Academic papers used to be locked behind paywalls — many still are. Researchers at universities without large budgets to pay journal subscription fees, as well as members of the public, are often unable to access academic research unless they paid for it themselves. This situation has started to change thanks to a push towards open access publishing, which aims to make all research freely available and accessible to everyone.
But open access publishing comes with its own difficulties and obstacles. Some forms of open access require the author (or the author’s funder or institution) to pay a substantial fee, known as an article processing charge, so that the journal will publish their paper without a paywall. For example, in November of last year, the publisher Nature set the open-access fee for a subset of their journals at a staggering $11,390. Another obstacle is that fully open access journals don’t always have great reputations.
These obstacles to open-access publishing may hit researchers without much funding or job security especially hard. A recent study by a pair of scientists from the Academic Analytics Research Center analyzed which US researchers wrote open access papers from 2014 to 2018. They found that researchers who are male, have won federal grant funding, are affiliated with prestigious institutions, and/or work in STEM are more likely to have open access papers. In other words, the most privileged researchers in STEM disciplines are over-represented in the open access literature.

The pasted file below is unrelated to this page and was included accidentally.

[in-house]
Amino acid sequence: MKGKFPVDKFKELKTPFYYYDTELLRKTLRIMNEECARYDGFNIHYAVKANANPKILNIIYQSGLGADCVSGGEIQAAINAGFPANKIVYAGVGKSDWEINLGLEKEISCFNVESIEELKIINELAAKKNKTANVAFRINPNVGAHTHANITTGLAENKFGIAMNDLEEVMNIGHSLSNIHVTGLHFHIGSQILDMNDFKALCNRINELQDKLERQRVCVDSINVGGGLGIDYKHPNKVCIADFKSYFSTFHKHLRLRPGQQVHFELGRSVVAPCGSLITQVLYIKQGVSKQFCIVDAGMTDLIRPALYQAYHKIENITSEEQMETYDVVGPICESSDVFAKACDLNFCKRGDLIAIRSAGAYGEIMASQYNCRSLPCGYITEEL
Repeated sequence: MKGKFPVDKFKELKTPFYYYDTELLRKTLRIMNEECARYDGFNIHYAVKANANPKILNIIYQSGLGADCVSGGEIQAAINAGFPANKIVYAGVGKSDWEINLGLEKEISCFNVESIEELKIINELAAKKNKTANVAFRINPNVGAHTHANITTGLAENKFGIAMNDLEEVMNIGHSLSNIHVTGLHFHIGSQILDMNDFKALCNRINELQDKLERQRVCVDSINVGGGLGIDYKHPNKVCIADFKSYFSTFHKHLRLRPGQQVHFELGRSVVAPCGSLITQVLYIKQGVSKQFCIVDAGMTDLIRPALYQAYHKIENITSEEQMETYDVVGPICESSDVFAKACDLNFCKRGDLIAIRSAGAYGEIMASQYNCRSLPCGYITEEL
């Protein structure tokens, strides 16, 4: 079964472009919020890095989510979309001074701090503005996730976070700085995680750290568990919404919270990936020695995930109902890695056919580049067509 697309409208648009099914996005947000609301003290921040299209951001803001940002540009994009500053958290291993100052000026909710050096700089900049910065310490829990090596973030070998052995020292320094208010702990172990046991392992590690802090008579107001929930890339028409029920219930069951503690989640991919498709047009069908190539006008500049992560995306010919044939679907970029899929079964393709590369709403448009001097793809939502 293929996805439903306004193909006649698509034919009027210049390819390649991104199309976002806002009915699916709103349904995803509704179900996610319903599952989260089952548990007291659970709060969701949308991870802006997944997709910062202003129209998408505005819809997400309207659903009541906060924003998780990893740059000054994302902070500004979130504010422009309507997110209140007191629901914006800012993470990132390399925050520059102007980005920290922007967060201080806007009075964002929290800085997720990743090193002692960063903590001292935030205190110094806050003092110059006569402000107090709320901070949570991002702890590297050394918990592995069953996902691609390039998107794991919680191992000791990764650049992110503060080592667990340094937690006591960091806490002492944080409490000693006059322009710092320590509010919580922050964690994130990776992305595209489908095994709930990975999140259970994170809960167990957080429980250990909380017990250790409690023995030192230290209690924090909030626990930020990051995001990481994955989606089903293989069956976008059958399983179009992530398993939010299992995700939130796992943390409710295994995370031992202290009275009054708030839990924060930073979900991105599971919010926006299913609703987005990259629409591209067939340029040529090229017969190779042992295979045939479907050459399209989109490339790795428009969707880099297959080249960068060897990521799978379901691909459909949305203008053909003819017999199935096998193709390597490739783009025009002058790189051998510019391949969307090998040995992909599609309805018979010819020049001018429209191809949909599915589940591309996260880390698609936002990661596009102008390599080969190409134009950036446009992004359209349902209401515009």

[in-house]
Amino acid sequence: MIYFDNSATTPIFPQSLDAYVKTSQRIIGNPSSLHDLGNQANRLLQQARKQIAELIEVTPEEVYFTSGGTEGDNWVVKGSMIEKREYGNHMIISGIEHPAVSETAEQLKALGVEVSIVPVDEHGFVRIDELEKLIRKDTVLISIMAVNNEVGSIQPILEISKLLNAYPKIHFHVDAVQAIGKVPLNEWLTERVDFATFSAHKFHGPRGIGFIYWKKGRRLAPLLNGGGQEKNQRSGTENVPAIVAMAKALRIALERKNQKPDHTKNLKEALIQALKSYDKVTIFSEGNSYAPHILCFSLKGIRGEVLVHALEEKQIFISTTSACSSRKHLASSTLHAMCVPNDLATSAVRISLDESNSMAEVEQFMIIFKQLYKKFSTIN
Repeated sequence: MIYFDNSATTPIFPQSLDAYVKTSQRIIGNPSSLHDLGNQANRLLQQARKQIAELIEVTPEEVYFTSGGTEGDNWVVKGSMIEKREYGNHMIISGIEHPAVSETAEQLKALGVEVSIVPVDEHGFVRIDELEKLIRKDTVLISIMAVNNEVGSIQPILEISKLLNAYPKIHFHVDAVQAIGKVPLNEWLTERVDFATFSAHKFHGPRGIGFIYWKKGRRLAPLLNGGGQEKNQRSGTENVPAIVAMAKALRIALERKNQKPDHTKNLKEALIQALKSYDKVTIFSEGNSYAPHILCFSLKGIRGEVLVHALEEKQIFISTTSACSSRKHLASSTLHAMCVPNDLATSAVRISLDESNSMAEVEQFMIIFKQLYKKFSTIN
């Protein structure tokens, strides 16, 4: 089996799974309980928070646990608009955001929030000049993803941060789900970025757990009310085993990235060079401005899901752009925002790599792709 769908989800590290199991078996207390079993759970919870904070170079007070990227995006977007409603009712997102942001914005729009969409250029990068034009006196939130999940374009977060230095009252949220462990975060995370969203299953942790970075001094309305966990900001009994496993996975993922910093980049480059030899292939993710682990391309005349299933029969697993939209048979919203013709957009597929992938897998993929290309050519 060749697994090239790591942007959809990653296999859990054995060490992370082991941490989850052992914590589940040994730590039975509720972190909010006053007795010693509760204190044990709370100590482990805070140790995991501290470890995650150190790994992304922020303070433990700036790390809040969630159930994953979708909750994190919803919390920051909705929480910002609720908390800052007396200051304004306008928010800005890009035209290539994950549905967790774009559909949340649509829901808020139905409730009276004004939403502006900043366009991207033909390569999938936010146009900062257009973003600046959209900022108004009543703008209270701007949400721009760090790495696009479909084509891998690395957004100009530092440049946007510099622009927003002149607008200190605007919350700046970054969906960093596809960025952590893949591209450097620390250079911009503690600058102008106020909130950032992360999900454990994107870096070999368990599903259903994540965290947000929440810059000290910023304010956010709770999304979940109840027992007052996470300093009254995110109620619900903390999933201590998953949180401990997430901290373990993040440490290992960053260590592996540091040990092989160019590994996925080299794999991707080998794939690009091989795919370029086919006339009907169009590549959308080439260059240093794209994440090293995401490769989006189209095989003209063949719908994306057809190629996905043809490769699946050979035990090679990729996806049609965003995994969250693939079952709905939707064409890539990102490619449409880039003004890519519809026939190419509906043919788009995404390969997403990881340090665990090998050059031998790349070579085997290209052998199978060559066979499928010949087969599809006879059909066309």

This means that important research by less privileged researchers is less likely to be freely available to all and, given the citation advantage of open access work, this means it is more likely to be ignored or overlooked. Despite its admirable intentions, the open access movement has work to do to ensure that open access literature better represents the full diversity of academia.